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Where Vets Served Affects Frequency Of ER Visits But Not Hospital Stays

Date:
December 20, 2007
Source:
Indiana University
Summary:
Five years post-conflict, individuals who served in the 1990-1991 Persian Gulf War were 25 percent more likely to visit an emergency department than veterans of the same era who were not deployed, but were no more likely to have a hospital stay or an outpatient visit, according to a recent study.
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Five years post-conflict, individuals who served in the 1990-1991 Persian Gulf War were 25 percent more likely to visit an emergency department than veterans of the same era who were not deployed, but were no more likely to have a hospital stay or an outpatient visit, according to a study appearing in the December 2007 issue of the American Journal of Public Health.

"In light of Gulf War illnesses, we were surprised that we did not find an impact of service in the Gulf on hospital stays and outpatient visits," said Bradley N. Doebbeling, M.D., M.Sc., senior author of the study. He is director of Health Services Research and research scientist at Regenstrief Institute, Inc.; director of the Indiana University Center for Health Services and Outcomes Research; professor of health services research and medicine at the Indiana University School of Medicine; director of the VA Health Services Research and Development Center of Excellence on Implementing Evidence-Based Practice, Richard L. Roudebush VA Medical Center.

"Our study calls into question whether access to care for returning veterans is adequate or needs to be enhanced. Right now, it's up to the U.S. Congress to determine," said Dr. Doebbeling.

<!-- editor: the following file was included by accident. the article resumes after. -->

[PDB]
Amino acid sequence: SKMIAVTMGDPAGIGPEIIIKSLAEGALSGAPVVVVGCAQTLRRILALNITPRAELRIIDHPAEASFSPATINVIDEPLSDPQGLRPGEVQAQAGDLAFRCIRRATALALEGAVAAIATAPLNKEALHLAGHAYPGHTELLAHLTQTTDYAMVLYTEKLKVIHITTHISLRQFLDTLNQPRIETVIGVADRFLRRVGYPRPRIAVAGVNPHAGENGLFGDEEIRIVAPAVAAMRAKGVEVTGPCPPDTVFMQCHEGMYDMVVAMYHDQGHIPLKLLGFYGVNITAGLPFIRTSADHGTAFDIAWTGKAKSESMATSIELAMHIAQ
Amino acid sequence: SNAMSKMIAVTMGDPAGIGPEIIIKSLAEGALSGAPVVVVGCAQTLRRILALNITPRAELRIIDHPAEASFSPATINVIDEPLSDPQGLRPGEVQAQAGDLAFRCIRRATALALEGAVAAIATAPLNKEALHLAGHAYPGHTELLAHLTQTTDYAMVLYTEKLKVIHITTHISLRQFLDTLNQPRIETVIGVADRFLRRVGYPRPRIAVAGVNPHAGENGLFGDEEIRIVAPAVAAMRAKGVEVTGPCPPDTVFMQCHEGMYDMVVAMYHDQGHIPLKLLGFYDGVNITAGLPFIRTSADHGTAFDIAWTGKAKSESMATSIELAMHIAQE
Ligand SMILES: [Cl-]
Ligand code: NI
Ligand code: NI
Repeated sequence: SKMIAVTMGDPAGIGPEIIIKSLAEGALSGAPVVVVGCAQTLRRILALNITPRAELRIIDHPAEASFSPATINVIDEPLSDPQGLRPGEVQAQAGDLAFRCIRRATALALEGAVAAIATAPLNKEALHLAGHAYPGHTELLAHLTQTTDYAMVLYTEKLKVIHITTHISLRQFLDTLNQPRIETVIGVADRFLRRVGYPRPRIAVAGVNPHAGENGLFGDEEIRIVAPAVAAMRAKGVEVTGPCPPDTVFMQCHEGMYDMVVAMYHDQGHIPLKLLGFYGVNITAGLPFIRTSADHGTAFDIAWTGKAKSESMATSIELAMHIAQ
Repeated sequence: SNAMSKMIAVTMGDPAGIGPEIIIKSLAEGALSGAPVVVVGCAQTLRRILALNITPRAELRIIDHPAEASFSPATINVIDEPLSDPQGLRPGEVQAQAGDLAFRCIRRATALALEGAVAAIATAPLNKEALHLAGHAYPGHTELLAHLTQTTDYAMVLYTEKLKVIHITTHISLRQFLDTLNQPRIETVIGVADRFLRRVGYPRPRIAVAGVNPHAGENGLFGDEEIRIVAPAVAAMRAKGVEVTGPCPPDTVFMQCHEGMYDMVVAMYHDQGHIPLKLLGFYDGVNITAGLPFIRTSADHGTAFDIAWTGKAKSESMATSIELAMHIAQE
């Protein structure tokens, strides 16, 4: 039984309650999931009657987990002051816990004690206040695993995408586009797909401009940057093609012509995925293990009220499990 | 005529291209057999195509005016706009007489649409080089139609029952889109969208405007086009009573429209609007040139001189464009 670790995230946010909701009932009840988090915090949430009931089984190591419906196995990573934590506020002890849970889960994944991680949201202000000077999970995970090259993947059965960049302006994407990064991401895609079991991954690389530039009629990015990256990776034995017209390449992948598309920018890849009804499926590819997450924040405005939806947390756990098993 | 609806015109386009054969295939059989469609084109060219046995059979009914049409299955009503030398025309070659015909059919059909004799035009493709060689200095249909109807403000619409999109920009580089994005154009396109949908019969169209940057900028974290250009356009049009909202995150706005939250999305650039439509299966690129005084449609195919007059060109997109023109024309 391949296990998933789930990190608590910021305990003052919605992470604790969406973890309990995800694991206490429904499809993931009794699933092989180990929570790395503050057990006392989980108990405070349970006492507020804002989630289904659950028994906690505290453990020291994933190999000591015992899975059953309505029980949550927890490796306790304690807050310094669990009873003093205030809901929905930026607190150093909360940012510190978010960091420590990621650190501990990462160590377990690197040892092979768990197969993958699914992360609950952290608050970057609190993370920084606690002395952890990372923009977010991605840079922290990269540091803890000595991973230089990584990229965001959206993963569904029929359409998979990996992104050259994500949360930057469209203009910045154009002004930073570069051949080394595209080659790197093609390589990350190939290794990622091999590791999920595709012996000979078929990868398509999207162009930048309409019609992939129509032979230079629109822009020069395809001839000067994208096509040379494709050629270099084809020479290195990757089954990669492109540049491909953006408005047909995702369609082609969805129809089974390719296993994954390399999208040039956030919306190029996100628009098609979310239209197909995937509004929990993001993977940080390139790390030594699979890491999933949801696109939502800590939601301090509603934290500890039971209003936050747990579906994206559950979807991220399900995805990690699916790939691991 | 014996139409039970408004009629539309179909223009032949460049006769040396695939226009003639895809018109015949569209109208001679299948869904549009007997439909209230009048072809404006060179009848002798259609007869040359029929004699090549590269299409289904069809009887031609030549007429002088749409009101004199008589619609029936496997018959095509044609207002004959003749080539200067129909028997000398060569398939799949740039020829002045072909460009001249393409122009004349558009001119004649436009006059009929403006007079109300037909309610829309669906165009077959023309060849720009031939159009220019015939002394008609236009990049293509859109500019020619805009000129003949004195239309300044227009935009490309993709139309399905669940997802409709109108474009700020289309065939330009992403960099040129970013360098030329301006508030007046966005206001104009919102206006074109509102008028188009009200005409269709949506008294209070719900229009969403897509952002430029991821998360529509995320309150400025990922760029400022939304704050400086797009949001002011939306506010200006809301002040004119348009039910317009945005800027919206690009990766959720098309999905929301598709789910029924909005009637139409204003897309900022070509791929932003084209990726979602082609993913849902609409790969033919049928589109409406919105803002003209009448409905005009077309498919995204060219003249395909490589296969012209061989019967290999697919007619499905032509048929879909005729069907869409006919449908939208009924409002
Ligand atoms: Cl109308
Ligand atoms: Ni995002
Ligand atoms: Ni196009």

This large population based study examined fifth-year post-conflict visits for both physical and mental illnesses of military personnel from Iowa on active duty August 1990 to July 1991. In both the deployed and nondeployed veterans, National Guard and Reserve personnel were more likely to have been hospitalized than regular military personnel.

Veterans who served in the Gulf were more often younger, male, enlisted, less educated and more likely to serve in the Army or Marines than non-deployed veterans.

The study noted that many Persian Gulf War personnel reported a variety of symptoms, such as body pain, difficulty thinking, depression, and other complaints. Theoretically, given their symptoms, these veterans should have higher health-care use than nondeployed Persian Gulf War--era veterans.

The study authors suggest two explanations for their findings. The higher probability of emergency department visits by Persian Gulf War veterans could have resulted from limited access to outpatient services. Alternatively, veterans could have had higher rates of accidents and injuries.

In addition to Dr. Doebbeling, co-authors of the study, funded by the Department of Defense, are Drew A. Helmer, M.D., Mindy E. Flanagan, Ph.D., and Robert F. Woolson, PhD.


Story Source:

The above story is based on materials provided by Indiana University. Note: Materials may be edited for content and length.


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Indiana University. "Where Vets Served Affects Frequency Of ER Visits But Not Hospital Stays." ScienceDaily. ScienceDaily, 20 December 2007. <www.sciencedaily.com/releases/2007/12/071217111012.htm>.
Indiana University. (2007, December 20). Where Vets Served Affects Frequency Of ER Visits But Not Hospital Stays. ScienceDaily. Retrieved May 23, 2015 from www.sciencedaily.com/releases/2007/12/071217111012.htm
Indiana University. "Where Vets Served Affects Frequency Of ER Visits But Not Hospital Stays." ScienceDaily. www.sciencedaily.com/releases/2007/12/071217111012.htm (accessed May 23, 2015).

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